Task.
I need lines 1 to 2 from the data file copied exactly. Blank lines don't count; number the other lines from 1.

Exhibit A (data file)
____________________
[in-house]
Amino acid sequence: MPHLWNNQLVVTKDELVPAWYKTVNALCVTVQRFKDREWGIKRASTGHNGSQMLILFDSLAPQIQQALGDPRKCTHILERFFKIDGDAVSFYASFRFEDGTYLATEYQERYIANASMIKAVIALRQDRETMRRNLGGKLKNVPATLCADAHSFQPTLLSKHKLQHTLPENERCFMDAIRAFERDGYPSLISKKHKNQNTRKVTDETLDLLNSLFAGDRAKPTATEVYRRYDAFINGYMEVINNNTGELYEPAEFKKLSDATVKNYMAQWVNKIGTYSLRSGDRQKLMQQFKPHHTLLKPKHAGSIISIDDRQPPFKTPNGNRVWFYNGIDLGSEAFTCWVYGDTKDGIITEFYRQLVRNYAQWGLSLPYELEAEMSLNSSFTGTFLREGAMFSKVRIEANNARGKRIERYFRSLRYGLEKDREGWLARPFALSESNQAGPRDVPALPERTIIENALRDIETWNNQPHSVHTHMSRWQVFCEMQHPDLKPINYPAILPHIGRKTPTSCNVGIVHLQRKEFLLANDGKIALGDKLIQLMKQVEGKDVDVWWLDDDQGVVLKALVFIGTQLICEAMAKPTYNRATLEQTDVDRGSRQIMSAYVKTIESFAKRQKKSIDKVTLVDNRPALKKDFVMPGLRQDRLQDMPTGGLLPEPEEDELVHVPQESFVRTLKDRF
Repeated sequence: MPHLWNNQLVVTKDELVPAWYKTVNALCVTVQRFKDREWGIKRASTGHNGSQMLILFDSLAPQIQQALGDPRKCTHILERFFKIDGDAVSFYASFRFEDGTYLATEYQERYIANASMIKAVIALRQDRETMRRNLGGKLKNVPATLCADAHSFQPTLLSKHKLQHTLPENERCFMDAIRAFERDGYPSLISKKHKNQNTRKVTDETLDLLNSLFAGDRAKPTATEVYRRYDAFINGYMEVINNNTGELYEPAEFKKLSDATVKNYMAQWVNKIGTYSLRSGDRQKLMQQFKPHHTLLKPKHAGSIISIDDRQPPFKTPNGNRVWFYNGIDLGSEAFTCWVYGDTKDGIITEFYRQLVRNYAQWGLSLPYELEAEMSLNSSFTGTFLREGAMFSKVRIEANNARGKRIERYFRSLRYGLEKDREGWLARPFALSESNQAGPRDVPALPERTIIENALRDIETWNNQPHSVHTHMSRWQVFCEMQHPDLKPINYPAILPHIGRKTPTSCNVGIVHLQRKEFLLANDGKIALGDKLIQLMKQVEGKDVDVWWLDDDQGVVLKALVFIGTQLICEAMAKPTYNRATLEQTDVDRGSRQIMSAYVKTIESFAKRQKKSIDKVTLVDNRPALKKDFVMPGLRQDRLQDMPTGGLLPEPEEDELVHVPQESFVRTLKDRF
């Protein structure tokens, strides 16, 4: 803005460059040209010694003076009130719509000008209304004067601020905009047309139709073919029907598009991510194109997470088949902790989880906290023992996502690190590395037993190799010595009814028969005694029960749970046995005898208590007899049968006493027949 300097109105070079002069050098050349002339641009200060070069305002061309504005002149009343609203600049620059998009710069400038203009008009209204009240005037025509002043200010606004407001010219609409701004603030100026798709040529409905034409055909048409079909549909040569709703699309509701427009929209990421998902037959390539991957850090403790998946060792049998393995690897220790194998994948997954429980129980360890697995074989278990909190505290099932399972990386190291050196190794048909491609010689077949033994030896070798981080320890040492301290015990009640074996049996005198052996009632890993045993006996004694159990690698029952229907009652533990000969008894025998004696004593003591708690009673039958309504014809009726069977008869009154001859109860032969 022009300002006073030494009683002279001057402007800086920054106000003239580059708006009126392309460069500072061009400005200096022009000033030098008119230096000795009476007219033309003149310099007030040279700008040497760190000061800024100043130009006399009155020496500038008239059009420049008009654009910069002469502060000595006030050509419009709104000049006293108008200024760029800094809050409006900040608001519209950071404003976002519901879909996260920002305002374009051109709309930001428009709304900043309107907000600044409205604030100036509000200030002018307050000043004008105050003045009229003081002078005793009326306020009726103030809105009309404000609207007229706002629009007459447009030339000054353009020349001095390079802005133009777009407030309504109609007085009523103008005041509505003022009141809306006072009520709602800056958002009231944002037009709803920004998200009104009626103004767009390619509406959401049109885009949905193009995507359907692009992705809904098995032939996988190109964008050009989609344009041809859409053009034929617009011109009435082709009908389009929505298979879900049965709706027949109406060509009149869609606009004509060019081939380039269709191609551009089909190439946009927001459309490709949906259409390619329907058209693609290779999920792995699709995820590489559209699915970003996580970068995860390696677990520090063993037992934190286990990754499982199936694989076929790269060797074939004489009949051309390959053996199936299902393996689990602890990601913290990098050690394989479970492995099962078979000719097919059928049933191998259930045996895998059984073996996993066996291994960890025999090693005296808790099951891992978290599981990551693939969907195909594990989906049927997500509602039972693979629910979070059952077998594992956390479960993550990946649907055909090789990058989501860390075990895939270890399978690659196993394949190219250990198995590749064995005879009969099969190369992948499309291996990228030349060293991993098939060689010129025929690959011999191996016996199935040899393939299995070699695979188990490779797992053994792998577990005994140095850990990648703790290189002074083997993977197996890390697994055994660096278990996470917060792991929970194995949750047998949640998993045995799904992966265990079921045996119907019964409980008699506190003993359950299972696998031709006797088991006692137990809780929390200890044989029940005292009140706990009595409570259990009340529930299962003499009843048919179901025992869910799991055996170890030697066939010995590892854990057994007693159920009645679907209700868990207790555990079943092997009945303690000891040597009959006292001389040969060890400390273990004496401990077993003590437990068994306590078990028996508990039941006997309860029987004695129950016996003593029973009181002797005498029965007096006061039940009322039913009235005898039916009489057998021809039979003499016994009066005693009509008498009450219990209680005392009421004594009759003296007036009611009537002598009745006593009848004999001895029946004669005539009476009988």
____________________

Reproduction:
[in-house]
Amino acid sequence: MPHLWNNQLVVTKDELVPAWYKTVNALCVTVQRFKDREWGIKRASTGHNGSQMLILFDSLAPQIQQALGDPRKCTHILERFFKIDGDAVSFYASFRFEDGTYLATEYQERYIANASMIKAVIALRQDRETMRRNLGGKLKNVPATLCADAHSFQPTLLSKHKLQHTLPENERCFMDAIRAFERDGYPSLISKKHKNQNTRKVTDETLDLLNSLFAGDRAKPTATEVYRRYDAFINGYMEVINNNTGELYEPAEFKKLSDATVKNYMAQWVNKIGTYSLRSGDRQKLMQQFKPHHTLLKPKHAGSIISIDDRQPPFKTPNGNRVWFYNGIDLGSEAFTCWVYGDTKDGIITEFYRQLVRNYAQWGLSLPYELEAEMSLNSSFTGTFLREGAMFSKVRIEANNARGKRIERYFRSLRYGLEKDREGWLARPFALSESNQAGPRDVPALPERTIIENALRDIETWNNQPHSVHTHMSRWQVFCEMQHPDLKPINYPAILPHIGRKTPTSCNVGIVHLQRKEFLLANDGKIALGDKLIQLMKQVEGKDVDVWWLDDDQGVVLKALVFIGTQLICEAMAKPTYNRATLEQTDVDRGSRQIMSAYVKTIESFAKRQKKSIDKVTLVDNRPALKKDFVMPGLRQDRLQDMPTGGLLPEPEEDELVHVPQESFVRTLKDRF